12. J. M. Hellerstein, P. J. Hass, and H. J. Wang. Online aggregation. In SIGMOD, 1997.Google Scholar
  13. T. Imielinski and A. Virmani. MSQL: a query language for database mining. Data Mining and Knowledge Discovery, 3:373–408, 1999.CrossRefGoogle Scholar
  14. Informix. Informix: Datablade developers kid infoshelf. http://www.informix.co.za/answers/english/docs/dbdk/infoshelf, 1998.Google Scholar
  15. H. Jagadish, I. Mumick, and A. Silberschatz. View maintenance issues for the chronicle data model. In PODS, pages 113–124, 1995.Google Scholar
  16. D. E. Knuth, J. H. Morris, and V. R. Pratt. Fast pattern matching in strings. SUM Journal of Computing, 6(2):323–350, June 1977.MathSciNetCrossRefGoogle Scholar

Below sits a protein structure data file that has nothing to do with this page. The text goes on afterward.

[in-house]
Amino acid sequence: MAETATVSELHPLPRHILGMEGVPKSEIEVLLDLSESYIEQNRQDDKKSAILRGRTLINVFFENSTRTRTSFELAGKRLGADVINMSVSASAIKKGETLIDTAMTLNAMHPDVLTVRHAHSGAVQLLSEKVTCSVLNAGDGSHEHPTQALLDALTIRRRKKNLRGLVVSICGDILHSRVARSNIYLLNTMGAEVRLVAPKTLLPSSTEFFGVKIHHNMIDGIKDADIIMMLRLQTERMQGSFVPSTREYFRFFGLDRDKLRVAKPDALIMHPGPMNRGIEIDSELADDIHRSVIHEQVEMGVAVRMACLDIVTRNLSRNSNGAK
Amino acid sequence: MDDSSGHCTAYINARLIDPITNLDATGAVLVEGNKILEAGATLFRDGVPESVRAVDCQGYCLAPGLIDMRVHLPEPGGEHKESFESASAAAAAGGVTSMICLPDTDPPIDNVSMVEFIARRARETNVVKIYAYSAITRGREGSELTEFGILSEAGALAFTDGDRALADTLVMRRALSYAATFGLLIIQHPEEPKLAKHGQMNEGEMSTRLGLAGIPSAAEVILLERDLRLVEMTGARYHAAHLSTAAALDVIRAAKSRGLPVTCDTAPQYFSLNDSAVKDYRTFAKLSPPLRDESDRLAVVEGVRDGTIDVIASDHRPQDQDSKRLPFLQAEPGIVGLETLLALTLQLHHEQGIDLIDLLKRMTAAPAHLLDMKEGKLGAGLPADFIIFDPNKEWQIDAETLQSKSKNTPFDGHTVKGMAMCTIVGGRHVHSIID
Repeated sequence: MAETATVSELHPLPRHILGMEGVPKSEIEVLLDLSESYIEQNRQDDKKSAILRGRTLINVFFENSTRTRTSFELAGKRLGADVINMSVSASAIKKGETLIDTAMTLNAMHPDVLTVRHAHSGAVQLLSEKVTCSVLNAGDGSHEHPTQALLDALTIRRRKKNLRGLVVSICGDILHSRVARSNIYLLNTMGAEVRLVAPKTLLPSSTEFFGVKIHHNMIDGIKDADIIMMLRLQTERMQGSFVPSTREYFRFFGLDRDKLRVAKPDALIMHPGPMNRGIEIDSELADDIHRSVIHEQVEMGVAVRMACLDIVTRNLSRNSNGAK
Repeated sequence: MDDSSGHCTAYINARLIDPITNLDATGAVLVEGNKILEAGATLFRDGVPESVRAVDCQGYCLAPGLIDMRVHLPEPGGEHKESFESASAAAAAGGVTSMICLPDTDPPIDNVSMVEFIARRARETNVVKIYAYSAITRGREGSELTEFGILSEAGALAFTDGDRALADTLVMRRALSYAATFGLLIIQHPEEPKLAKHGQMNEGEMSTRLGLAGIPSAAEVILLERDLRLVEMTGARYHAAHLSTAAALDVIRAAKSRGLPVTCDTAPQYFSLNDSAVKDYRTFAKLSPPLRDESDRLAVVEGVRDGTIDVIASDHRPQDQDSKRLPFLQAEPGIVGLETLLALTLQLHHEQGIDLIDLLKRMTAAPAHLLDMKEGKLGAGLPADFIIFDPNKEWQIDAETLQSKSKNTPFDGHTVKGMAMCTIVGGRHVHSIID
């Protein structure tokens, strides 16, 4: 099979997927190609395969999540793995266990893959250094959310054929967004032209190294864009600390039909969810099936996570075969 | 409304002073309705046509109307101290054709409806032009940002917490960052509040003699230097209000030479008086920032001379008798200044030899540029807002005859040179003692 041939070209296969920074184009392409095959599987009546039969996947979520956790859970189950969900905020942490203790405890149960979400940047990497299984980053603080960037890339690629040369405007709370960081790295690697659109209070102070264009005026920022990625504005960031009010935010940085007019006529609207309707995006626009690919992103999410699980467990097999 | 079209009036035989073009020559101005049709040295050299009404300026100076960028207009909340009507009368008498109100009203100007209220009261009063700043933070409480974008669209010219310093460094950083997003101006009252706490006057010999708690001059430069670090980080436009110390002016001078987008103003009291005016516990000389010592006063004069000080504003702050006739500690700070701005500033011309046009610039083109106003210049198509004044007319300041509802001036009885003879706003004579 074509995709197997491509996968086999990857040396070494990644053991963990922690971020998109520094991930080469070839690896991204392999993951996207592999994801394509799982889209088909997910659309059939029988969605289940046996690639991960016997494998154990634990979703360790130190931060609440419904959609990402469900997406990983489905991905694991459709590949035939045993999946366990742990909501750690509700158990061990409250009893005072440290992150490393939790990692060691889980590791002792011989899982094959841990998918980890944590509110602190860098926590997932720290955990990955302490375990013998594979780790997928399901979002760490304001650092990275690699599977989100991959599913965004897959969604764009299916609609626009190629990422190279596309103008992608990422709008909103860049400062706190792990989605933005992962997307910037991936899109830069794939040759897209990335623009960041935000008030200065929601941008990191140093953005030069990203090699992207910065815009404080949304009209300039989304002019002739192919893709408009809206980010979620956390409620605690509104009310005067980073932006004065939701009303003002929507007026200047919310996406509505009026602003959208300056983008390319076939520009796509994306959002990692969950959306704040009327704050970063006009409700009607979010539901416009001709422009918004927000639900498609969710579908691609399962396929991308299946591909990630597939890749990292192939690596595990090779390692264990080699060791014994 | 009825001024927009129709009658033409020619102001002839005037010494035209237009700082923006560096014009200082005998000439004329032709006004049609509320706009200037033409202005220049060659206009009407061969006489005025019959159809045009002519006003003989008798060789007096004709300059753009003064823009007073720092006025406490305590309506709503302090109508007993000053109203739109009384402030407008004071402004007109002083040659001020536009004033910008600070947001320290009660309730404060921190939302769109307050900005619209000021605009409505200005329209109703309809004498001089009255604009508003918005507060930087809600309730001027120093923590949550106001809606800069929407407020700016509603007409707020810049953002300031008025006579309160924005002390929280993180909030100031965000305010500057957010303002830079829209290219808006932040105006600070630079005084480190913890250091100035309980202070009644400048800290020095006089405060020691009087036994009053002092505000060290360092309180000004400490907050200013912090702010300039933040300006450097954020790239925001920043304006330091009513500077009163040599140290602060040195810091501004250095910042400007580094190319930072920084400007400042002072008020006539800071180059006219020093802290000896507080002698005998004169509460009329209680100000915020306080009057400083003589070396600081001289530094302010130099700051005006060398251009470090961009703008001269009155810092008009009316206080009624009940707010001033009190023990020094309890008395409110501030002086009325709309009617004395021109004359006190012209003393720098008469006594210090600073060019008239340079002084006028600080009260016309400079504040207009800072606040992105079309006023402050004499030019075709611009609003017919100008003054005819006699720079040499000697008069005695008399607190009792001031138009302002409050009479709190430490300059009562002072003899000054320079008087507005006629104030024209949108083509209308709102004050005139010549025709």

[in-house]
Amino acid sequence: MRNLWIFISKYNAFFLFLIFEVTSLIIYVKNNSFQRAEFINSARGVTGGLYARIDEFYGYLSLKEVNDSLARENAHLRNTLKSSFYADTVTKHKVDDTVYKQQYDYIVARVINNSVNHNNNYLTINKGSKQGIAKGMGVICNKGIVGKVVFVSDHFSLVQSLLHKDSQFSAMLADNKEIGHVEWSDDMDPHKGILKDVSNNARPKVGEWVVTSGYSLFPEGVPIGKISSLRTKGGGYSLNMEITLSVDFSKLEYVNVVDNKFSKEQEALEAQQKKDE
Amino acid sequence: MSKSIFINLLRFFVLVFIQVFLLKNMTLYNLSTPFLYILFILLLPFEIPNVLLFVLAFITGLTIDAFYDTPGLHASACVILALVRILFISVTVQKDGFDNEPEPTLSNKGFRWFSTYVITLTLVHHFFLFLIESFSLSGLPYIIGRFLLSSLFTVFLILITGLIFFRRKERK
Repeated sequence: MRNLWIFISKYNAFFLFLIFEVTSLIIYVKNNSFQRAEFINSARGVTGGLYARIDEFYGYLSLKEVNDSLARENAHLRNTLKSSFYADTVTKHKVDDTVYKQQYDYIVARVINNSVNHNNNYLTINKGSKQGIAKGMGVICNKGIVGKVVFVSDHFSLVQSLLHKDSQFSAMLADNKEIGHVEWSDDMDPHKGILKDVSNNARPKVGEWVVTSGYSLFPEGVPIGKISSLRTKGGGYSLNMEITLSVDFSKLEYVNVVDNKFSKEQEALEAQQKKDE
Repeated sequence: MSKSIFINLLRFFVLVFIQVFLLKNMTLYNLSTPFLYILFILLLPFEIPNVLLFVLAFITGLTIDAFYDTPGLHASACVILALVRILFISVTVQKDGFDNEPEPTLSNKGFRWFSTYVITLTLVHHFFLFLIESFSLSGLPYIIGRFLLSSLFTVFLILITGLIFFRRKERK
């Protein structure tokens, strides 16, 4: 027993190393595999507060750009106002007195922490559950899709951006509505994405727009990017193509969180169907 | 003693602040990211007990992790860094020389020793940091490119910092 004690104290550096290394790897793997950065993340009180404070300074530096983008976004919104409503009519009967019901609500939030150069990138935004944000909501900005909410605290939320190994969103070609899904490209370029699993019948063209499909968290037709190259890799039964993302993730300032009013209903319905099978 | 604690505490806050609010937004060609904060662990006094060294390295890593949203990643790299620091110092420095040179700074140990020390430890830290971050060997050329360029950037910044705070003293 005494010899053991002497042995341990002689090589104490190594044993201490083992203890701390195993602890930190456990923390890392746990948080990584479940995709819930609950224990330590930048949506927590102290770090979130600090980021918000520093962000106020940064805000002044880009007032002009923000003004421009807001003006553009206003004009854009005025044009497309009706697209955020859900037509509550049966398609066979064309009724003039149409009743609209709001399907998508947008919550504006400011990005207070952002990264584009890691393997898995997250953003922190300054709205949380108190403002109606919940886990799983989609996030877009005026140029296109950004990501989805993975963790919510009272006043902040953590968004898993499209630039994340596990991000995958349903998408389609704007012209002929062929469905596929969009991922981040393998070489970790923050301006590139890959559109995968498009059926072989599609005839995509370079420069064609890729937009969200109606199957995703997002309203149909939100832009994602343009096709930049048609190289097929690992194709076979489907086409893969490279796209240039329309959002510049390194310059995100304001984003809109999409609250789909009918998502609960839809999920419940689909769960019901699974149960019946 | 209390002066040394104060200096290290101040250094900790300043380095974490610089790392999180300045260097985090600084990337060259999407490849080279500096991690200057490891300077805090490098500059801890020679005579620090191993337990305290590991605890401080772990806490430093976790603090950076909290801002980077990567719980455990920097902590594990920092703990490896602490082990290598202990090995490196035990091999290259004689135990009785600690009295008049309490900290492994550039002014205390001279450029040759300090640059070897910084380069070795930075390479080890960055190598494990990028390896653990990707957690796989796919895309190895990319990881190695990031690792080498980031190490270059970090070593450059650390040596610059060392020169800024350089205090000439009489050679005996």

17. Y-N Law, H. Wang, and C. Zaniolo. Query Languages and Data Models for Database Sequences and Data Streams In VLDB, 2004.Google Scholar
  18. L. Liu, C. Pu, and W. Tang. Continual queries for internet scale event-driven information delivery. IEEE TKDE, 11(4):583–590, August 1999.Google Scholar
  19. G. Linoff M. J. A. Berry. Data Mining Techniques: For Marketing, Sales, and Customer Support. John Wiley, 1997.Google Scholar
  20. Sam Madden, Mehul A. Shah, Joseph M. Hellerstein, and Vijayshankar Raman. Continuously adaptive continuous queries over streams. In SIGMOD, pages 49–61, 2002.Google Scholar
  21. R. Meo, G. Psaila, and S. Ceri. A new SQL-like operator for mining association rules. In VLDB, pages 122–133, Bombay, India, 1996.Google Scholar